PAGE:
Here’s a little sampler of the array of funny furrin jobs I’ve seen in Tokyo over the last 30 days or so. Let’s kick it off with the Mini of the month, which is a real beaut. A tad over-restored and cluttered with add-ons – not to mention those seats – but still pleasing to the passerby.
Small city cars are naturally quite popular here. This is not the first time I’ve seen a Mk I Golf here, but this black LHD Cabriolet, driven by a lady, was simply too nice to pass up.
This Mk II Golf would have just blended into the background in Europe, but out here it gave yours truly the briefest whiff of nostalgia.
Ditto in this case, but even more so: I caught an identical one last month. It’s Groundhog Day, but with Renault 4s.
Beetlemaniacs will be able to ID this one’s exact year, I’m sure. My wild stab in the dark: 1967.
This is the first Citroën 2CV I’ve seen in Japan. This is an early Dolly limited edition, too. Not super rare, but specific enough that one can pinpoint its model year, which is 1985.
Peugeot-wise, the pickings were slimmer this month. It’s still weird to see so many new ones in the streets around here. This 206 CC, made between 2000 and 2008 by Heuliez, is on the older side and has just enough of the cool, cute and cuddly factor that Japanese folks love to both blend right into Tokyo traffic and gain a place in this post. But enough with the small cars.
Bam! No transition, so segue, just a big old Humvee sprawl across your screen. The H3 is seen here on occasion, but this is the first Hummer H1 I’ve caught in the wild.
With the exception of heavy tanks and Korean cars, it’s hard to think of a less appropriate vehicle for Japan in general and Tokyo in particular. But I’m sure we can try.
How about a Lincoln Town Car? Can’t even fit in the parking spaces. I couldn’t get a pic of the rear, but it seems there were no amber turn signals on this thing. Looks like a standard US model to my untrained eyes, except for those turn signal repeaters.
Just a few modern Italian exotics, to spice things up a bit. Ferraris are not a common sight here…
But Maseratis are, for some reason. Japanese folks love these, as well as the latest four-door or SUV variants.
Lamborghinis are rare anywhere that’s not called Monaco or Dubai. Not really my cup of espresso, but impressive nonetheless.
Oh, and I just had to take a pic of this long-roof Alfa. Love the way some folks here manage to get the perfect number plate for their cars.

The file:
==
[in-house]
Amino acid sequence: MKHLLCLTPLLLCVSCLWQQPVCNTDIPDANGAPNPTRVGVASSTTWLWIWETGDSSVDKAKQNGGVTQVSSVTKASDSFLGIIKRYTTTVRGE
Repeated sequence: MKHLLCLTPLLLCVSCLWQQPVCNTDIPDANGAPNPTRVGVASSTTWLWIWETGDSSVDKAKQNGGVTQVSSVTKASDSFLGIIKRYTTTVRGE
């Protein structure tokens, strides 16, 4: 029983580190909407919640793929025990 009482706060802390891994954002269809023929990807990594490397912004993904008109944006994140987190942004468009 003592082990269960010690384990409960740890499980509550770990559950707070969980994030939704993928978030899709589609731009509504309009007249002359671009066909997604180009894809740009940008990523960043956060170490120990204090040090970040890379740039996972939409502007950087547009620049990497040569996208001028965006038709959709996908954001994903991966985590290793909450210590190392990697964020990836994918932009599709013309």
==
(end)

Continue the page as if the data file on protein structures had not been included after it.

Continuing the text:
This LHD Porsche 968 looks a bit dejected. Shame to see a relatively rare 25-year-old blue-blood seem so forlorn, stuck beneath an overpass and covered in guano.
By contrast, this E30 saloon may be rather more common, but it’s obviously used and cared for.
Benz-wise, this month has been pretty good, too. These W124s kind of leave me cold in saloon form, but a mint-condition black wagon such as this does catch the eye. Left-hand drive, too. Yes, I know it’s supposed to be a prestige thing, but look at the cars in this post – they’re all foreign and some are fancy, but not always with the steering wheel on the wrong side (for Japan). Just sayin’.
Case in point: this Benz W123 is RHD. And it was about as clean a member of its species as I’ve ever seen.
However, this one was LHD. Just can’t make this stuff up. Pick a side, Mr Japanese Customer!
More classic Volvos. These were really everywhere popular here back in the ‘80s and ’90s, it seems. And since they never die…
Including in wagon form, which makes sense, as these are probably the most capacious European wagons of their kind, along with the big Citroëns. And Japanese folks do love their wagons.
They also seem to like Jags. Then again, who doesn’t? Yes, even the XJ40 has a smidgen of the old magic left in it. But enough of the ‘80s four-doors. Let’s keep it British, but kick it up a notch in terms of rarity and randomness.
OK, there’s definitely something about Lotus in this country. This is the second Europa I’ve seen here in two months, after maybe 20 years of not seeing a single one. What is the deal with the Lotus fetish, Japan?
This one came towards me like some sort of weird fever dream. It was near Ginza, in a completely different neighbourhood than my usual Lotus-infested area, on a Sunday – always the best day to witness classic cars in traffic here. Took me a few moments to identify it.
Yes, this is a Jensen Interceptor, entirely dipped in mat black paint. My initial “Wow!” was immediately followed by a quizzical “Why?” Outlandish. Sure made it tough to photograph this sucker, too.
This turned out to be an inspired choice for an outing. A short while earlier that same day and about 50 yards away, I caught this lovely MG Magnette ZA or ZB.
Designed by Gerald Palmer (who also did the Jowett Javelin), these were made from 1953 to 1958 and were the first MG to feature unit body construction. This is probably my pick of this post.
And just to finish things off on a flat, yet air-cooled note, here’s a Porsche 356 I saw on my street the other week-end. What’s your flavour of the month among this smörgåsbord of automobiles?
I don’t know whether April will be as fruitful as this month was. As I write this, there is talk of a possible “second wave” of COVID-19 in Tokyo, so we may have to shutter ourselves up like some of you. Fingers crossed, we’ll all come out of this situation in due course and in one piece. All the best to you all in the meantime!